St Ann's Hospice organises many glittering fundraising events through the year, including fashion shows, concerts, celebrity dinners and other social occasions. A hospice seems worlds away from the youthful and glamorous world of fashion and partying. It's something most people - especially younger ones - tend to put to the back of their minds.
But people - even youthful, glamorous ones - do get seriously ill and St Ann's Hospice is there to provide support when it's required. In practical terms it's just a service like any other, like childcare, having your hair done or your car repaired.
But if only most car repair workshops were as caring and professional as St Ann's Hospice! I've visited several times now to photograph patients and staff.
At each of the sites, you can't fail to notice that the staff are both highly professional and very cheerful. The facilities are excellent and there is a relaxed and friendly ethos.
The buildings are bright, airy, well-maintained and modern, worlds away from the traditional image of a hospice as a stern Victorian institution.
Some of the patients are obviously very poorly, while others appear to be well on the way to recovery. I met patients' families with visiting children, for whom there are excellent play rooms at the Cheadle and Little Hulton sites.
But these facilities, and the care provided by the staff who work in them, don't come cheap. St Ann's Hospice receives a proportion of its income from the local Primary Care Trust. The rest it has to find itself.
Every day, through voluntary contributions, St Ann's Hospice has to find £16000 (23,550 euros, 28,370 US dollars or 3.19 million yen!) . The annual running costs amount to 8.75 million pounds (12.87m euros, 15.5m dollars, or 1,75 billion yen!)
St Ann's raises funds in a variety of ways, some very innovative. Events are held throughout the year which bring in money through ticket sales, raffles, sale of items and more. It runs six charity shops in the local area and there's an online shop too. The Hospice choir performs fundraising concerts in the summer and at Christmas. (I've seen, heard and photographed them, they're very good!).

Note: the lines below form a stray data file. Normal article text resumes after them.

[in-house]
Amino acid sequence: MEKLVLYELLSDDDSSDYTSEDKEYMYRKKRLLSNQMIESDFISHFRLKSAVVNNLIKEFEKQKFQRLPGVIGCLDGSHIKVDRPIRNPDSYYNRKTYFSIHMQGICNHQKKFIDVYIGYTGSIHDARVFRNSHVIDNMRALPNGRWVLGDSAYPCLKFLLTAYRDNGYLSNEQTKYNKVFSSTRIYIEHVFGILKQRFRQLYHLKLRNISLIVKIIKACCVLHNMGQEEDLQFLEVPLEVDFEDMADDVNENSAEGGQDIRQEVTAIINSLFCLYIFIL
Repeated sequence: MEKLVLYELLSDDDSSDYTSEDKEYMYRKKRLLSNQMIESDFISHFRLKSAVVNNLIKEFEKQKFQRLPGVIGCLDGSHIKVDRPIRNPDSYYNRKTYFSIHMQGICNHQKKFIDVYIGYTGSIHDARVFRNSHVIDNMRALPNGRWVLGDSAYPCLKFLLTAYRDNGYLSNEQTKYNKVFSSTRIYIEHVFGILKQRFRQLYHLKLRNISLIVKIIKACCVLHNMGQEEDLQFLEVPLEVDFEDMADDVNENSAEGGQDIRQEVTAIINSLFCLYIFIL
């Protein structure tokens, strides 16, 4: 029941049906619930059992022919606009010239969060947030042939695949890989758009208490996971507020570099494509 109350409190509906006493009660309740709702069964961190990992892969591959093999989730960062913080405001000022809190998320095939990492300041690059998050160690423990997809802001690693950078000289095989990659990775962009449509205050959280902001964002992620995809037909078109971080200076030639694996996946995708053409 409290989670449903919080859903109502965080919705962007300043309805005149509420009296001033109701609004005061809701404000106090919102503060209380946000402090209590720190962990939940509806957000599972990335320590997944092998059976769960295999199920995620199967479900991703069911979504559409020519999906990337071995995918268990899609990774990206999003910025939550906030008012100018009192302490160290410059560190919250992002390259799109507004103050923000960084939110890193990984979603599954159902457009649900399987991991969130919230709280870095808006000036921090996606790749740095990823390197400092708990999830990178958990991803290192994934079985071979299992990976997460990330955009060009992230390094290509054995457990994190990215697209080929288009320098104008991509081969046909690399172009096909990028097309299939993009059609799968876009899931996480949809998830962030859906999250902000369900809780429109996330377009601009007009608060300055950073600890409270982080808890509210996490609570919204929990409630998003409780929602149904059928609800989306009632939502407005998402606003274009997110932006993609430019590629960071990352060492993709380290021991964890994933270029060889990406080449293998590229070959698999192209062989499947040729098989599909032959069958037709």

Individuals can donate clothes, money or their time. The patron scheme provides a way for people to give a fixed amount per year, and receive benefits in return.
Many distinguished and prestigious local businesses and organisations support St Ann's Hospice.
At St Ann's Hospice they are transparent in the way they run the organisation and handle donations. Currently over 4/5ths of money donated goes directly to patient care.
So why is it cool to support St Ann's Hospice? Well, one reason is that nowadays, supporting good causes is seen as good PR and can enhance your business and professional profile. Look at the publicity surrounding the 'Live 8' and 'Drop the Debt' campaigns. Giving has always been a good thing to do, but only recently has it become fashionable.
And talking of fashion, I've had the privilege of photographing one of the most glittering social events of the year in Manchester, the Ladies Fashion Lunch at the Palace Hotel, with a dazzlingly choreographed fashion show provided by sponsors Emma Somerset. And true to St Ann's ethos, the professional models were joined on the catwalk by women who, with the help of the Hospice, have overcome serious illness. The compere was Key 103 morning show co-presenter Chelsea Norris, who must have one of the coolest jobs in Manchester.
I believe that in personal or business affairs, if you use some of your resources to help others, you'll get it back in other ways. That's something I've learnt on my various trips, particularly to the Orient. What goes around comes around.
To find out more about the excellent work carried out by St Ann's Hospice and for details on how you can join a a select and growing group of supporters, visit the St Ann's Hospice website: